By Simon Fairbairn
Ingenico, a Worldline company
A new year, a new challenge and a new opportunity. On which side of the coin will we fall? How will our outlook be framed with the first tentative steps into the new year setting our compass for the road ahead? Do we carry the baggage of 2020 with us, or have we shrugged our metaphorical shoulders, picked ourselves up after the holiday rest and put our best foot forward?
In life, the transition into a new year bombards us with a lexicon of self-help and purpose, a focus on finding our new better self, a chance to re-engage and reach our true potential. But with all this talk of personal growth and change, it's easy to see that this applies just as much to organizations. After all, aren't they populated by the very same people who are being activated to stretch and grow? Points of inflection such as a new year or a holiday break serve just as well to catalyze the fortitude to re-engage, re-imagine and push forward, all over again.
But 2020 was a year like no other, and with batteries emptied and no new normal quite yet in sight, making this change might be more tricky. So, here's the kicker: no one says you have to go it alone. What 2020 made clear is that whether as a species, or a collection of organizations, we work best when we collaborate. Indeed, working together in 2020 helped accelerate fundamental innovations, not the least our collaborative toolsets (Teams, Zoom et al) that we all now know and love, as well as the startlingly rapid development of not one, but several vaccines. The point is we are better when we work together than when we go it alone.
So, as organizations, why do many of us continue to try and go it alone, forging our own path while zealously protecting our borders and guarding our secrets? Perhaps time could be better invested in understanding where our competencies and capability truly lie when it comes to creating value. That way, we can equally invest in creating partnerships and ecosystems for areas where we may need help.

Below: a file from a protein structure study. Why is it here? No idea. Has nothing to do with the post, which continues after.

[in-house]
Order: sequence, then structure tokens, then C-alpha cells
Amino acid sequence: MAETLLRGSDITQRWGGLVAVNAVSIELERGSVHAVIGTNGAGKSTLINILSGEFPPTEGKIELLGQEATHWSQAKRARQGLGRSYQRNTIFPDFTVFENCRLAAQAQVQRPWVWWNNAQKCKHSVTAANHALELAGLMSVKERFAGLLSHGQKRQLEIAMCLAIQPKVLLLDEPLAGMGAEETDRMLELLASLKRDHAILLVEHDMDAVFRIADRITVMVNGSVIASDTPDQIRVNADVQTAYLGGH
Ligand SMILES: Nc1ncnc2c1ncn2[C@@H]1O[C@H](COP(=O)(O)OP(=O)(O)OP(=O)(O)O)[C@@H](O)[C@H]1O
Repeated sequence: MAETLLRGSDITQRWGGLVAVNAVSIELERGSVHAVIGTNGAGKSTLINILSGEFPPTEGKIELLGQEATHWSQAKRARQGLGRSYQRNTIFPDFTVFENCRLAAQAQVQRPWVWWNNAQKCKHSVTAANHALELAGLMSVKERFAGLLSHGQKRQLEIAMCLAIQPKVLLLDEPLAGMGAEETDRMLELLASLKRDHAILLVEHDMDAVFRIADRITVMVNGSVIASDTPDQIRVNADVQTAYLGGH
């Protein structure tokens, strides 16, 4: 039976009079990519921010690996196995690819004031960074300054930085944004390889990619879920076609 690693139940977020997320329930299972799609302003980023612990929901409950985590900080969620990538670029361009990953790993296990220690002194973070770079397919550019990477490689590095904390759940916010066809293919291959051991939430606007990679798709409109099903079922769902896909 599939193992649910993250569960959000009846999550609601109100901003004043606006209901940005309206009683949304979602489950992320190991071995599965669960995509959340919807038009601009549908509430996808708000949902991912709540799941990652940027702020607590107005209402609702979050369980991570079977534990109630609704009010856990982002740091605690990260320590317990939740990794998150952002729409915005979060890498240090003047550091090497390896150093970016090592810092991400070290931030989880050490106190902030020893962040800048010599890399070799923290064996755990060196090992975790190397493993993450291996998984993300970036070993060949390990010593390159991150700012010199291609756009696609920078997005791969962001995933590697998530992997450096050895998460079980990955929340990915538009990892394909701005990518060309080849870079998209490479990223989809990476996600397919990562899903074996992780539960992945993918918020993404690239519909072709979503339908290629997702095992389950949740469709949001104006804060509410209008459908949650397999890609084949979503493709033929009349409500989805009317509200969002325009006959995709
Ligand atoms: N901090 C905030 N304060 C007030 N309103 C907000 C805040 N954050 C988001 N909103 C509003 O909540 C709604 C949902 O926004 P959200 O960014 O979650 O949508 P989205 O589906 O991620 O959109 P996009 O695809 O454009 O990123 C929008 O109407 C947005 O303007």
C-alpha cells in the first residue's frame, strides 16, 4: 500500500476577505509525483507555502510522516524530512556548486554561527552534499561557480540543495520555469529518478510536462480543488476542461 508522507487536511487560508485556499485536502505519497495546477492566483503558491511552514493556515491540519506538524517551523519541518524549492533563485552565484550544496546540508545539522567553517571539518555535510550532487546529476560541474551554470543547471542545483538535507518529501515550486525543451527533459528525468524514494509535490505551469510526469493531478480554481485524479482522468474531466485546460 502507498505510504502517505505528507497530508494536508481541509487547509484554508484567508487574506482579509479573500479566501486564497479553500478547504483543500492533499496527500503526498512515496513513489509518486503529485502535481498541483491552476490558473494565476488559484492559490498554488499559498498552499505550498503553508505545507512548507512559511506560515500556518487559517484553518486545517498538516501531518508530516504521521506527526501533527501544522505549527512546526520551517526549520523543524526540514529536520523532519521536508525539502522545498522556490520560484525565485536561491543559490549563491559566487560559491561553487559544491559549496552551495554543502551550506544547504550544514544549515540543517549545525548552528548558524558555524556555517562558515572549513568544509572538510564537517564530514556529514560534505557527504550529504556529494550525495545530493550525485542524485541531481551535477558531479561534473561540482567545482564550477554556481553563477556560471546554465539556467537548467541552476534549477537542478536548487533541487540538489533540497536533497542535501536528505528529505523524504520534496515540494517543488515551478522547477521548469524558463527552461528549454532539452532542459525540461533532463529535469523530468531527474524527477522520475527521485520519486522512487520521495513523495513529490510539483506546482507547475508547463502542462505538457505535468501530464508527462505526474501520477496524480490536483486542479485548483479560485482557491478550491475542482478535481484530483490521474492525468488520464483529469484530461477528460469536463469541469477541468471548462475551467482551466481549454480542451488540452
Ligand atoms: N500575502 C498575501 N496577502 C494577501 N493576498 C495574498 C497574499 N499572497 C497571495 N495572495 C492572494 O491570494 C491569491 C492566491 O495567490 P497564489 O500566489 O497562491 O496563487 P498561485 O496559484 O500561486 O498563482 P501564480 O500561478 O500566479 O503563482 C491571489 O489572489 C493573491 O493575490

When I was an economics student exploring the dark arts of negotiation, the first thing we were taught was to imagine the deal in play was a pie and that we should never move too quickly to cut the pie. The focus instead was always to invest first in making the pie bigger. In the context of the argument above, being open to working with other parties or experts may give a better route to value creation and growth that far outweighs going it alone.
Whether this means expanding your circle of partners or engaging with known professionals who specialize in what you need, assistance is available. It may carry a cost or mean giving something away, but look beyond this, as the size and value of the end result is what's really important.
The moral of the tale is not to be afraid of exploring what others can bring to your quest and to open your doors to the potential of others who may help you make your pie just that little bit bigger.
Simon Fairbairn is head of professional services/EMEA for Ingenico, a Worldline company. Take a look around the new Payments Landscape in this Ingenico white paper with a special focus on the impacts to consumer behavior: www.ingenico.com/payment-landscape-new-normal. To reach Simon, please email email@example.com.
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